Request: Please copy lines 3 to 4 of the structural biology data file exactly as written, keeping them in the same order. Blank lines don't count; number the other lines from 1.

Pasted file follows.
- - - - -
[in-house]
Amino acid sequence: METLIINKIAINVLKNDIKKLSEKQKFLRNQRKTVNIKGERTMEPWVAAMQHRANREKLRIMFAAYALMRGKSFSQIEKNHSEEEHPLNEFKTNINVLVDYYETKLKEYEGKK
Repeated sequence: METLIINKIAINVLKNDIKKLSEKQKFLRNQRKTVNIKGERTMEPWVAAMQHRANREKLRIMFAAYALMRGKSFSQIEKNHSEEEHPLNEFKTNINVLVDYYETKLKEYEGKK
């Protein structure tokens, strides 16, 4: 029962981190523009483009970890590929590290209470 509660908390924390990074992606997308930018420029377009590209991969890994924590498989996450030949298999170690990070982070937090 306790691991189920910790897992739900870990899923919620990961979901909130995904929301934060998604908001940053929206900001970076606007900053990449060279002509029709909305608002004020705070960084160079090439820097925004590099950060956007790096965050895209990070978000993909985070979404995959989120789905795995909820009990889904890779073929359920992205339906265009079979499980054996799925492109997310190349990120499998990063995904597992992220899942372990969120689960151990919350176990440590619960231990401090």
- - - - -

Repeated sequence: METLIINKIAINVLKNDIKKLSEKQKFLRNQRKTVNIKGERTMEPWVAAMQHRANREKLRIMFAAYALMRGKSFSQIEKNHSEEEHPLNEFKTNINVLVDYYETKLKEYEGKK
């Protein structure tokens, strides 16, 4: 029962981190523009483009970890590929590290209470 509660908390924390990074992606997308930018420029377009590209991969890994924590498989996450030949298999170690990070982070937090 306790691991189920910790897992739900870990899923919620990961979901909130995904929301934060998604908001940053929206900001970076606007900053990449060279002509029709909305608002004020705070960084160079090439820097925004590099950060956007790096965050895209990070978000993909985070979404995959989120789905795995909820009990889904890779073929359920992205339906265009079979499980054996799925492109997310190349990120499998990063995904597992992220899942372990969120689960151990919350176990440590619960231990401090």